Senior Vice-President and Chief Economist
This op-ed was originally published in The Globe and Mail on February 6, 2018.
The federal government is likely to outline its new fiscal plans before the end of March. Budget 2018 will focus on policies intended to share the benefits of a rising economy. While the narrative will emphasize helping the middle class, there will be an emphasis on removing barriers to success for disadvantaged groups, with a focus on gender.
One key challenge for fiscal planners will be projections of modest economic growth in the years to come. Indeed, after growing by 3 per cent last year, the trend pace of economic growth will be below 2 per cent a year in the coming decade. This modest outlook will limit tax revenues, unless governments take actions to bolster economic growth.
Economies grow either because there are more workers or workers are more productive. Removing obstacles to success can increase the labour participation of disadvantaged workers and improve the contributions they make to the economy. Addressing inequality is not just about fairness – it is a fundamental economic issue than can enhance growth. For example, women face greater obstacles to career success than men. Other large disadvantaged groups include people with disabilities, Indigenous people, newcomers, youth and older workers.
But, in the quest to support growth that reaches a wider part of the population, the government needs to be mindful to continue implementing policies to foster economic growth broadly. On this front, there are some growing challenges, chief among them being a low level of competitiveness.
In recent years, highly-indebted consumers and the real estate sector have fuelled the bulk of economic growth, which creates financial vulnerabilities. Looking ahead, exports and business investment will need to carry more of the burden of supporting growth, which poses some challenges. Exports are rising, but Canada is losing market share in the United States and other major trade destinations.
A lack of competitiveness in global markets can be traced in part to weak business investment. The Conference Board of Canada ’s Index of Business Confidence survey for winter 2018 showed 43 per cent of firms operating close to or above capacity, with the number rising to almost 80 per cent when factoring in firms operating slightly below capacity. However, only 52 per cent of business leaders felt now was a good time to invest. More than one-third of all firms are challenged by shortages of high-skilled labour . A greater headwind is that 48 per cent of businesses feel government policy is an impediment to investment.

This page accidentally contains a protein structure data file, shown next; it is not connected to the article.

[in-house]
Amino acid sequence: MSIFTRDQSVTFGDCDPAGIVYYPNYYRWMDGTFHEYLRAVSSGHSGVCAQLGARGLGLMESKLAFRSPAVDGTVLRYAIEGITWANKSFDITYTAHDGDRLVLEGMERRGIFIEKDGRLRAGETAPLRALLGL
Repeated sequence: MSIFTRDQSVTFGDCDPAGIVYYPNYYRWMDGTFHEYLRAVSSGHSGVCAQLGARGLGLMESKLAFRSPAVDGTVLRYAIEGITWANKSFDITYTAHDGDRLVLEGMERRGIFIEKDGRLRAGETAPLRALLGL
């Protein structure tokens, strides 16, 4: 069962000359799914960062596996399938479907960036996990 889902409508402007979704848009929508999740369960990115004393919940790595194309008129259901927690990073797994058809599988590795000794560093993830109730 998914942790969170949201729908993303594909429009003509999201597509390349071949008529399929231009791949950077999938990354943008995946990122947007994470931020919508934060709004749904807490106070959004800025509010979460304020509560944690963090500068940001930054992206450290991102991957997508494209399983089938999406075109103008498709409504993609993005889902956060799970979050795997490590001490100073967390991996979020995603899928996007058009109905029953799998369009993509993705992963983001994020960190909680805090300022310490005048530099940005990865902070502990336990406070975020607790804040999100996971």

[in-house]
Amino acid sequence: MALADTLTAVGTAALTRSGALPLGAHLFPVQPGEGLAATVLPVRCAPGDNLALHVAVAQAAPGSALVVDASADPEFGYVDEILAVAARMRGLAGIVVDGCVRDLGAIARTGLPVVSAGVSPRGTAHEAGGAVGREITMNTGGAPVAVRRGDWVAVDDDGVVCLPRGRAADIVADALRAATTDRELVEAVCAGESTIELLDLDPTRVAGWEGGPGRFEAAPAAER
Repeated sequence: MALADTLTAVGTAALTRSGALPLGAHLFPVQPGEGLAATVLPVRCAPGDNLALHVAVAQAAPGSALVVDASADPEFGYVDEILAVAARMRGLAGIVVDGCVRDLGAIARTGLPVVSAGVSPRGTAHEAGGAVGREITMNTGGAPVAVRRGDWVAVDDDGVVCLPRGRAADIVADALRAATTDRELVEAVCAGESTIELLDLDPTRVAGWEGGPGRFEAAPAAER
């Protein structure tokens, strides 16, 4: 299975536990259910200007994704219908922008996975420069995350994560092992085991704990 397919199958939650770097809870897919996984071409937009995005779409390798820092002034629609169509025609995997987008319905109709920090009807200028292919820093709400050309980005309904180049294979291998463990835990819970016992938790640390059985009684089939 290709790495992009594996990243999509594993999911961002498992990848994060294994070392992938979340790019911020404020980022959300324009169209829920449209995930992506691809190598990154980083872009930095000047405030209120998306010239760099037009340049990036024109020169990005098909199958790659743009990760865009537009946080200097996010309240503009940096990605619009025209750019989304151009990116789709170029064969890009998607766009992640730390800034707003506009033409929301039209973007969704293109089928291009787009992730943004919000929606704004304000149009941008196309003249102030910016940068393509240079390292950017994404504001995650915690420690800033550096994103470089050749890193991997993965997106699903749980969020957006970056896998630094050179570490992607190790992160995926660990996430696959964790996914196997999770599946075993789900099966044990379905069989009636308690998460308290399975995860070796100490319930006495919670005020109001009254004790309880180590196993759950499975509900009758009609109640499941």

Concerns about the North American free-trade agreement are surely weighing on the willingness of firms to invest. But businesses are also expressing concerns about policy choices, such as concern about rising minimum wages, new labour-law requirements, high electricity prices in certain provinces and rising Canada Pension Plan contribution rates. Taken collectively, Canada is becoming less competitive.
The Prime Minister has made clear Canada will not be matching the tax cuts now taking effect in the United States. This approach puts Canada at a competitive disadvantage, at least in terms of attracting foreign, and retaining domestic, capital. Canada ’s tax system is complex, inefficient and extremely burdensome. Simplifying the tax system while eliminating many tax expenditures and subsidies could provide the funds for a reduction in the general corporate-tax rate. Businesses should also be put on a more equal footing. For example, trade in services has great potential, but the services sector currently lacks the tax advantages that manufacturers receive.
Taxes are only one cost to business. Another is the regulatory burden on firms. Regulation should be predictable, efficient and consistent. Right now, regulation is complicated and onerous. The solution is to lighten the load, but also modernize regulation to foster growth in sectors with great potential, such as the life sciences, fintech and agrifood sectors.
What are the implications for the federal government ’s 2018 budget?
First, the government should keep debt as a share of the economy on a declining path even when revenue growth slows. The economy is in its ninth year of expansion. Policymakers should be mindful that recessions are a regular part of the business cycle and one will occur at some point in the not-too-distant future. It would be prudent to limit the deficit in the near term to provide the fiscal resources to respond to the next downturn. Since 2015, program spending has been rising at more than 6 per cent annually—the sustainable pace in the medium term is about 3 per cent.
Next, the government needs to focus on policies that might raise the future sustainable pace of economic growth. Public infrastructure investment can be a catalyst for private investment and reduce obstacles to economic growth. The government should deliver fully on its prior commitment to investment in productivity-enhancing infrastructure.
The government should also prioritize the development of the Canadian work force. High-skill workers are in demand, while middle-skill jobs have been lost and middle-income workers have seen little wage growth over the past decade. In addition to removing barriers to success for disadvantaged workers, policy should be directed to building the high-skilled work force of the future. Although education is a provincial responsibility, there are many channels through which the federal government can support skills development.
The next federal budget can be oriented toward reducing inequality, but it also needs to have policies aimed at boosting investment, innovation and competitiveness for business as a whole.